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4.1 Basics

# 4.1 Basics

Before we explore the world of image manipulation as a case-study in array manipulation, we should first define a few terms which we'll use over and over again. Discussions of arrays and matrices and vectors can get confusing due to differences in nomenclature. Here is a brief definition of the terms used in this tutorial, and more or less consistently in the error messages of numarray.

The Python objects under discussion are formally called `` NumArray'' (or even more correctly ``numarray'') objects (N-dimensional arrays), but informally we'll just call them ``array objects'' or just ``arrays''. These are different from the array objects defined in the standard Python array module (which is an older module designed for processing one-dimensional data such as sound files).

These array objects hold their data in a fixed length, homogeneous (but not necessarily contiguous) block of elements, i.e. their elements all have the same C type (such as a 64-bit floating-point number). This is quite different from most Python container objects, which are variable length heterogeneous collections.

Any given array object has a rank, which is the number of ``dimensions'' or ``axes'' it has. For example, a point in 3D space ```[1, 2, 1]``` is an array of rank 1 -- it has one dimension. That dimension has a length of 3. As another example, the array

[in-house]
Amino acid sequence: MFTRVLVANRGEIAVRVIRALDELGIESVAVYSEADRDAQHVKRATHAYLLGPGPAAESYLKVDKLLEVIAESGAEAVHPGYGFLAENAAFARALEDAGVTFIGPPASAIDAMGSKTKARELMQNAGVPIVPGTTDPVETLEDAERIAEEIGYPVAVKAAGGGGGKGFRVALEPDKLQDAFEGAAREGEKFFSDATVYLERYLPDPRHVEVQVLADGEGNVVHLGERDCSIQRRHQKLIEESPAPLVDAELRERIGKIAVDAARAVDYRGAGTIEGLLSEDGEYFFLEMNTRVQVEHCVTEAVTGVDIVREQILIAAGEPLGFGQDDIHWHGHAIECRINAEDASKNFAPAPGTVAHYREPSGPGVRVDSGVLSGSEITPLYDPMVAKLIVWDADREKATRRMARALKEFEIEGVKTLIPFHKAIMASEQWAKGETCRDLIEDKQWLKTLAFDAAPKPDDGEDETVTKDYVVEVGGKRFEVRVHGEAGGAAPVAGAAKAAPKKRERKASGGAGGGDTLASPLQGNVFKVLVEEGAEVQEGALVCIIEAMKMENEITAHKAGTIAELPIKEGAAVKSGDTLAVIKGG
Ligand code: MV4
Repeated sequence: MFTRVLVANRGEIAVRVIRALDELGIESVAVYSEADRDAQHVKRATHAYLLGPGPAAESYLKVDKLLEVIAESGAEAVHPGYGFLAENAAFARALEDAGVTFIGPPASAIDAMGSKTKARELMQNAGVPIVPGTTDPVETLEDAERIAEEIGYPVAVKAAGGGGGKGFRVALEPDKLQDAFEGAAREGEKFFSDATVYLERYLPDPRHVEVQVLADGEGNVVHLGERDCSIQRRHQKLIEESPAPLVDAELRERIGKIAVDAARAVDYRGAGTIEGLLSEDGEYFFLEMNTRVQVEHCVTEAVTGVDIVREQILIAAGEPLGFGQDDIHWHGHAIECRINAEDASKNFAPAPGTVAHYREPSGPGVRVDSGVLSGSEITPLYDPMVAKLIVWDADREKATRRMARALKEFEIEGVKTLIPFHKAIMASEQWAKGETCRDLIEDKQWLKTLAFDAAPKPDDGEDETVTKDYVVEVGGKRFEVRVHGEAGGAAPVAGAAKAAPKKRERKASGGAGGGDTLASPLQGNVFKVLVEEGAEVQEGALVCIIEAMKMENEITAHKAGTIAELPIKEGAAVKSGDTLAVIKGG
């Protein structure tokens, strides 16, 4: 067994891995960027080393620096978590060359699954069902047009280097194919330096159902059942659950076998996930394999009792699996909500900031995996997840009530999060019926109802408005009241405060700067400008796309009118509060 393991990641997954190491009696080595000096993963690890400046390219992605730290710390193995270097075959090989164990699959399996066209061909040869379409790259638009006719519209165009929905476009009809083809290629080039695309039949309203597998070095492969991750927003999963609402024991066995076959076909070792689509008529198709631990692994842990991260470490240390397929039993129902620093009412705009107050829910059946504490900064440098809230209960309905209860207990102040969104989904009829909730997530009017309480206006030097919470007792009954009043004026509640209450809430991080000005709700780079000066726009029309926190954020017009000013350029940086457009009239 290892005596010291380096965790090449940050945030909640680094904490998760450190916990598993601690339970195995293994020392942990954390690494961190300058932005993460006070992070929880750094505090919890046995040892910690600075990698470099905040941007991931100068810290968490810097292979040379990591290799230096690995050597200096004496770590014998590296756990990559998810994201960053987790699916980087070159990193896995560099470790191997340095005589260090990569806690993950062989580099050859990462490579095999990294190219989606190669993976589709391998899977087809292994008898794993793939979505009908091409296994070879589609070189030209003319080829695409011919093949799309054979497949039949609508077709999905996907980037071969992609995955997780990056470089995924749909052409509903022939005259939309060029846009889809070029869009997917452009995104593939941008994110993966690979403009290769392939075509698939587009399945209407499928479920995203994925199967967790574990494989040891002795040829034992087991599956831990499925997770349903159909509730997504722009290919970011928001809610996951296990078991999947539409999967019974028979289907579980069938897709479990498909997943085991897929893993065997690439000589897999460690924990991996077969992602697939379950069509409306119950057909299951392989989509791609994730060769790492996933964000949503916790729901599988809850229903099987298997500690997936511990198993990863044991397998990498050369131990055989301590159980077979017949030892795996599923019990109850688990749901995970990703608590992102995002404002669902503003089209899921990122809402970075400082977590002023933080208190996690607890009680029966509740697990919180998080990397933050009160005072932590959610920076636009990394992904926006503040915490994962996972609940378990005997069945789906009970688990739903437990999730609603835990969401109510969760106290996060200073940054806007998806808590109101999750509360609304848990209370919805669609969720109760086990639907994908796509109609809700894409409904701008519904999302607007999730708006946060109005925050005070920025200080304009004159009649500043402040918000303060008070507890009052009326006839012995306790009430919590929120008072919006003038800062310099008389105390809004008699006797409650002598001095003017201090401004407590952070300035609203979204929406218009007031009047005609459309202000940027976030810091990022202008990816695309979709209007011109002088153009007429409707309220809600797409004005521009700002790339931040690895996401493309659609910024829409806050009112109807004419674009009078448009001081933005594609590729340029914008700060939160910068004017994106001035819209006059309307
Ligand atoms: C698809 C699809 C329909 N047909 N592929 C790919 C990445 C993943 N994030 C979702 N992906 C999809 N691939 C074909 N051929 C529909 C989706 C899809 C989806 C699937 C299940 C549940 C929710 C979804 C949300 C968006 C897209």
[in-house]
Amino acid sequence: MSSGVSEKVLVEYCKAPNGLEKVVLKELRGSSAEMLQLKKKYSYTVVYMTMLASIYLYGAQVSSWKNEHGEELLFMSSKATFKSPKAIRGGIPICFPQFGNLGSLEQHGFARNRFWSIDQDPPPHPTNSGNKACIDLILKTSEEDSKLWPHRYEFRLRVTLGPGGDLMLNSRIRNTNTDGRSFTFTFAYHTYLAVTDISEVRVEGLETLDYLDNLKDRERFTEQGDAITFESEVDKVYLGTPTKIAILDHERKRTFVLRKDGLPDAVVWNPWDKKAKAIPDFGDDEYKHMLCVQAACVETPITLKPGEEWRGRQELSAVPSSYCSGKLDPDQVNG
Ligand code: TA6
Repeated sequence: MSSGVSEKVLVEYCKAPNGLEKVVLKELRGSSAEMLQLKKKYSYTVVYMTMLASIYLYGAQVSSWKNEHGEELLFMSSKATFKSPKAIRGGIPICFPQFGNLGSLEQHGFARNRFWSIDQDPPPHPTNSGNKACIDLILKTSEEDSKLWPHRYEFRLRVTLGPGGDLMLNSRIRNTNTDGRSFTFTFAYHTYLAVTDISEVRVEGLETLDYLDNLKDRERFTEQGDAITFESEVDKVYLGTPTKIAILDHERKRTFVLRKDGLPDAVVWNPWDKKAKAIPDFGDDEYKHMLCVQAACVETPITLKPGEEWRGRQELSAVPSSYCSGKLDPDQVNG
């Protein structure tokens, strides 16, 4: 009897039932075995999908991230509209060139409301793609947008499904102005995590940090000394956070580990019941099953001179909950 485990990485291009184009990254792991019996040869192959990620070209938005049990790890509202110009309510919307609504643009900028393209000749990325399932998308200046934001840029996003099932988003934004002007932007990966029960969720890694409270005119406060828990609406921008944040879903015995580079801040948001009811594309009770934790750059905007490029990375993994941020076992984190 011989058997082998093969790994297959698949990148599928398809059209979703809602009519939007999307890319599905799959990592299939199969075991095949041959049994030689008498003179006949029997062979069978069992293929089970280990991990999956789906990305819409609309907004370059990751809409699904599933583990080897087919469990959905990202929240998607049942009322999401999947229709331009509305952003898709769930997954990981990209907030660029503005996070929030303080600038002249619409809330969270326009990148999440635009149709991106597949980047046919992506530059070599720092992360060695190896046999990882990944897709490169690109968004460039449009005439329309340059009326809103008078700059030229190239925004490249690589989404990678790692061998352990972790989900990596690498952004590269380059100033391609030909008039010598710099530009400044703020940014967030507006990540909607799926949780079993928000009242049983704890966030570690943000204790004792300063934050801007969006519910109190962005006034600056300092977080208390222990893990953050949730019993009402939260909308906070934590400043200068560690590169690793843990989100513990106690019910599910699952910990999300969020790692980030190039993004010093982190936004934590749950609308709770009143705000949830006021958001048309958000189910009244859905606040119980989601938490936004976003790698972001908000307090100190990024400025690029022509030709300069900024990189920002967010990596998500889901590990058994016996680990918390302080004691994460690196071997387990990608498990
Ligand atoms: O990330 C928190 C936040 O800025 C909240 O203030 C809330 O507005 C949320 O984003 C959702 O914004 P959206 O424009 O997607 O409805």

```1.0 0.0 0.0
0.0 1.0 2.0
```
is an array of rank 2 (it is 2-dimensional). The first dimension has a length of 2, the second dimension has a length of 3. Because the word ``dimension'' has many different meanings to different folks, in general the word ``axis'' will be used instead. Axes are numbered just like Python list indices: they start at 0, and can also be counted from the end, so that `axis=-1` is the last axis of an array, `axis=-2` is the penultimate axis, etc.

There are there important and potentially unintuitive behaviors of numarray arrays which take some getting used to. The first is that by default, operations on arrays are performed elementwise.4.1 This means that when adding two arrays, the resulting array has as elements the pairwise sums of the two operand arrays. This is true for all operations, including multiplication. Thus, array multiplication using the * operator will default to elementwise multiplication, not matrix multiplication as used in linear algebra. Many people will want to use arrays as linear algebra-type matrices (including their rank-1 versions, vectors). For those users, the matrixmultiply function will be useful.

The second behavior which will catch many users by surprise is that certain operations, such as slicing, return arrays which are simply different views of the same data; that is, they will in fact share their data. This will be discussed at length in examples later. Now that these definitions and warnings are laid out, let's see what we can do with these arrays.

The third behavior which may catch Matlab or Fortran users unaware is the use of row-major data storage as is done in C. So while a Fortran array might be indexed a[x,y], numarray is indexed a[y,x].

#### Footnotes

... elementwise.4.1
This is common to IDL behavior but contrary to Matlab behavior.
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